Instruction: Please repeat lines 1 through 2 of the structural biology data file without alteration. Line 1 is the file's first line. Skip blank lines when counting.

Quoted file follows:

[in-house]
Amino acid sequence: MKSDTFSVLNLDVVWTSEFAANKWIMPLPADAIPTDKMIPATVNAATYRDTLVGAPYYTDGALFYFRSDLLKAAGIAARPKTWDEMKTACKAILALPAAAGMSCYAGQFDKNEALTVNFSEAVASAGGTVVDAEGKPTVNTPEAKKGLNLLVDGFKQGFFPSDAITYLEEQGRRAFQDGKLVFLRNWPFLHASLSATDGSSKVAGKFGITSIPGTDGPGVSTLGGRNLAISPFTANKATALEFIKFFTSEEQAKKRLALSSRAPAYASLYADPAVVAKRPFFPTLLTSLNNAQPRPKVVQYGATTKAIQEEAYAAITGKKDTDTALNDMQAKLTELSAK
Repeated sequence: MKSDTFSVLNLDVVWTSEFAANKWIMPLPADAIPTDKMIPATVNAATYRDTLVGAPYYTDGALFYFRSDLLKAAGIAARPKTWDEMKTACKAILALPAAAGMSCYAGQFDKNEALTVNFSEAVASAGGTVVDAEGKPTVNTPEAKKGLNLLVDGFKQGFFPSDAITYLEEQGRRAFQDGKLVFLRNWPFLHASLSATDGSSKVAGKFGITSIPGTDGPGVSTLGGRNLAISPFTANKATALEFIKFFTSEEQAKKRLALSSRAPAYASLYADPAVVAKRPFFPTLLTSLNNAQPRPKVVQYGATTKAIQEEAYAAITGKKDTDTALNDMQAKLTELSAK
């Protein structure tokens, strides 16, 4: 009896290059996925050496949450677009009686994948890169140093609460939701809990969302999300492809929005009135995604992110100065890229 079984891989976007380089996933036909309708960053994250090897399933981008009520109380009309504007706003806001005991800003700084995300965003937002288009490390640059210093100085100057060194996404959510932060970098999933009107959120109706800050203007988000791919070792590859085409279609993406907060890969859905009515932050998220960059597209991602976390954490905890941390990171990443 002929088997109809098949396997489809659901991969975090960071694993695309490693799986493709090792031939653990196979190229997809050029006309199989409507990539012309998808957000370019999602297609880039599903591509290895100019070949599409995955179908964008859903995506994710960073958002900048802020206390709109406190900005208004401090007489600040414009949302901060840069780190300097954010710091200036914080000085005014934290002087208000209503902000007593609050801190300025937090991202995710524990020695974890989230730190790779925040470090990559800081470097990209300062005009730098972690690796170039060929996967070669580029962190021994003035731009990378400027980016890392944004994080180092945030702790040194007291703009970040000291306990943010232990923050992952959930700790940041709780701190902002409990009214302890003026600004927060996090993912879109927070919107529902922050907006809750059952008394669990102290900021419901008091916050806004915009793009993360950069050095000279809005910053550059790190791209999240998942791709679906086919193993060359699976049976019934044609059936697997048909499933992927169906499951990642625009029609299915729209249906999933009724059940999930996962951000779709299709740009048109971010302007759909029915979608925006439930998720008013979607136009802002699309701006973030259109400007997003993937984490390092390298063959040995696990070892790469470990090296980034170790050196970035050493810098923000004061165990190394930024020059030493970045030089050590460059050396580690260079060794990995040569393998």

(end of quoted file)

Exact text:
[in-house]
Amino acid sequence: MKSDTFSVLNLDVVWTSEFAANKWIMPLPADAIPTDKMIPATVNAATYRDTLVGAPYYTDGALFYFRSDLLKAAGIAARPKTWDEMKTACKAILALPAAAGMSCYAGQFDKNEALTVNFSEAVASAGGTVVDAEGKPTVNTPEAKKGLNLLVDGFKQGFFPSDAITYLEEQGRRAFQDGKLVFLRNWPFLHASLSATDGSSKVAGKFGITSIPGTDGPGVSTLGGRNLAISPFTANKATALEFIKFFTSEEQAKKRLALSSRAPAYASLYADPAVVAKRPFFPTLLTSLNNAQPRPKVVQYGATTKAIQEEAYAAITGKKDTDTALNDMQAKLTELSAK